Blast from the Past

I present to you a blast from the past: a paper/exhibition review I wrote for a museum studies class a couple of years ago. I’m posting it because in my last post (ack! there’s gotta be another word for it!), I was writing about trying to get creative with exhibition design, but warned that going too far with it can just be confusing. Whenever I think of too much exhibition design, I think of this.

I attended “The MIT 150 Exhibition” at the MIT Museum. The exhibition celebrated the university’s 150th anniversary by featuring art and artifacts that represented work done at MIT or by MIT alumni and professors. The exhibition was organized by themes like “Academic MIT,” “Entrepreneurial MIT,” “Pioneering MIT,” and “Artistic MIT.” (As an art specialist this last was my favorite.) Themes were color-coded and represented by the color of the walls, text panels, and pedestals. For the majority of the exhibition, this worked well: sections were clearly separated by the colored walls but still open to each other and the larger gallery space, which allowed for a good flow. However, the exhibition’s designers decided to introduce all ten themes in the narrow hallway that was the entrance to the exhibition. Overly bright wall panels introduced the theme with a quote and brief text, accompanied by an object representing the theme, and that object’s individual text label. This was visually overwhelming, spatially overcrowded, and confusing. It was not clear from just that entryway that the themes would be continued in the exhibition; nowhere in the entrance was the thematic organization explained, and it seemed as if every object would have its own colored wall panel. The museum would have done better to put the thematic introductory panels in each section, rather than all packed into the entrance.

The displays were generally quite interesting. Most of the objects were themselves captivating, like a 6-foot-tall computer memory unit from the 1950’s. If I initially found certain objects or photographs dull, a closer look would usually reward my curiosity with a fascinating story, like a tape measure used by a professor to demonstrate the disparity between work spaces given to male and female researchers. Some gallery labels were better written or better researched than others. For example, a label about glass talked about how many hits “glass” gets in a Google search, a rather inane and un-illuminating factoid. There were a few good interactive screens, but some digital displays did not move or interact, making them glorified picture frames. In some instances, videos were not working; in another, a video console was missing.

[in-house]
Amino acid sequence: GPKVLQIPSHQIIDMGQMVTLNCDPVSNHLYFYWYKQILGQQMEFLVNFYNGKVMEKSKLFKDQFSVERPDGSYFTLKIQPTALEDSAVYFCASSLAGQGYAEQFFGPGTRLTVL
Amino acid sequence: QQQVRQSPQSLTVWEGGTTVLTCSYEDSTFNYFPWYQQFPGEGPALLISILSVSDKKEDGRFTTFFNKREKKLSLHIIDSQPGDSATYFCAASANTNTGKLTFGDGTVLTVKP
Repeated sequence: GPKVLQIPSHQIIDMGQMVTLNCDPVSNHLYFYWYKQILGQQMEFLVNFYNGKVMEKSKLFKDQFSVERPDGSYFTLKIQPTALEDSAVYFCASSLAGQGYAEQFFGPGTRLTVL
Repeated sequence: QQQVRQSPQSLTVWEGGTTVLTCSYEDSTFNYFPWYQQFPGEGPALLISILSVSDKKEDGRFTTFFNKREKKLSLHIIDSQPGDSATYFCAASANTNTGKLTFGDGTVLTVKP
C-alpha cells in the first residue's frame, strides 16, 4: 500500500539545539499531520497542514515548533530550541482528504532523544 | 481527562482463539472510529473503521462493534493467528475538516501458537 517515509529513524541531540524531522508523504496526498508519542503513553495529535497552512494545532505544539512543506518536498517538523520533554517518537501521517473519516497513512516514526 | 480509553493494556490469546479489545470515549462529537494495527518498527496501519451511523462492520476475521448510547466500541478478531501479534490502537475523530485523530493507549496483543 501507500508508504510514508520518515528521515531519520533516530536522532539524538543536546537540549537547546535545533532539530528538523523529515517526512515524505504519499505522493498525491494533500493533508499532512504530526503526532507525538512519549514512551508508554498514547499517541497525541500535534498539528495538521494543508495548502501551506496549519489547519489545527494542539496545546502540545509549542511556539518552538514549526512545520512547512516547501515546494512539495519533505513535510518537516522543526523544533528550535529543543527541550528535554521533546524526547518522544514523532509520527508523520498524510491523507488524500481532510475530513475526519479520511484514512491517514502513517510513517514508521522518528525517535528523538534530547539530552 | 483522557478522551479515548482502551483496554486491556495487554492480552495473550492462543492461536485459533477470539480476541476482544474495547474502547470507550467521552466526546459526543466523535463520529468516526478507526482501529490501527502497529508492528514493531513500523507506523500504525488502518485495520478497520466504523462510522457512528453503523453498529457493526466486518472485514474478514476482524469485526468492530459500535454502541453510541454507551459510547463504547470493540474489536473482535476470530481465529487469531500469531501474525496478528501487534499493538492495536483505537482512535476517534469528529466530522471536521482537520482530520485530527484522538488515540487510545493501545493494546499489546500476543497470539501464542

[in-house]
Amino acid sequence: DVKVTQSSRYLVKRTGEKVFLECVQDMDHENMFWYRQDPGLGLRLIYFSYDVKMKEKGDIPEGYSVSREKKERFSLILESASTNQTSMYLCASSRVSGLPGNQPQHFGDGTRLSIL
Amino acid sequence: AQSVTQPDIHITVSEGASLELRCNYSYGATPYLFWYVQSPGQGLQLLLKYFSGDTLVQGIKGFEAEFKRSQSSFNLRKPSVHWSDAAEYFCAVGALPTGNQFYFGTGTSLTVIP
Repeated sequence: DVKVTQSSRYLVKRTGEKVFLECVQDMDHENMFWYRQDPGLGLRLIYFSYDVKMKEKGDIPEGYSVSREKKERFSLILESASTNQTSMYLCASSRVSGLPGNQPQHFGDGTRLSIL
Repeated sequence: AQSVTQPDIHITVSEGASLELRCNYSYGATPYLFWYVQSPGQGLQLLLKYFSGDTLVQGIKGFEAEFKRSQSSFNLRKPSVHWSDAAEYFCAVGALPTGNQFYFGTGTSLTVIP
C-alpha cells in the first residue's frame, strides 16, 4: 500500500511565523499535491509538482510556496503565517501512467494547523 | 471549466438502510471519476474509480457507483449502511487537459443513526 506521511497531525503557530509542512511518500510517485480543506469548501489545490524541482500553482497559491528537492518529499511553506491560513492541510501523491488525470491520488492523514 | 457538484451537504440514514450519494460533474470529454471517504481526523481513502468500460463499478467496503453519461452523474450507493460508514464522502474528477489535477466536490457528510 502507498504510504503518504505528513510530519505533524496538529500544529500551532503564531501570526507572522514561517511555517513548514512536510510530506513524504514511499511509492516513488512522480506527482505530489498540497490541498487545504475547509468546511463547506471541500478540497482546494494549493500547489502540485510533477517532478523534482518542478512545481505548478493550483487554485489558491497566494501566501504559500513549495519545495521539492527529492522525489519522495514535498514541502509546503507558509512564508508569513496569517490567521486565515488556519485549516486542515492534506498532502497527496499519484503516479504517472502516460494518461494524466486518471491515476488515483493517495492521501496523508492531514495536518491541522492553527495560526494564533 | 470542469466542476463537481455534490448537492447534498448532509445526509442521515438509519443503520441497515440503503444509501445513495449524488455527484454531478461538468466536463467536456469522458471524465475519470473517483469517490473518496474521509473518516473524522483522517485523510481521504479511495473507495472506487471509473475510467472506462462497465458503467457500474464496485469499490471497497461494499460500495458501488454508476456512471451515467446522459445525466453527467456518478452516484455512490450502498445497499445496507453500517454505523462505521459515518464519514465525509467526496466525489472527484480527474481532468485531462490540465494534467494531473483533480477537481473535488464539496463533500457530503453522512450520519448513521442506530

The exhibition took up one larger gallery and one smaller. More objects were packed into the smaller, second gallery, in part because of a display case full of objects representing the businesses of alumni. This was not unpleasing, but it did create an odd rhythm when I, fully immersed in the show, exited this gallery expecting more but abruptly found the exhibition over. The exhibition would have been much better had the museum been more thoughtful about the experience they create at the entrance and exits.

“The MIT 150 Exhibition” at the MIT Museum, Spring 2011

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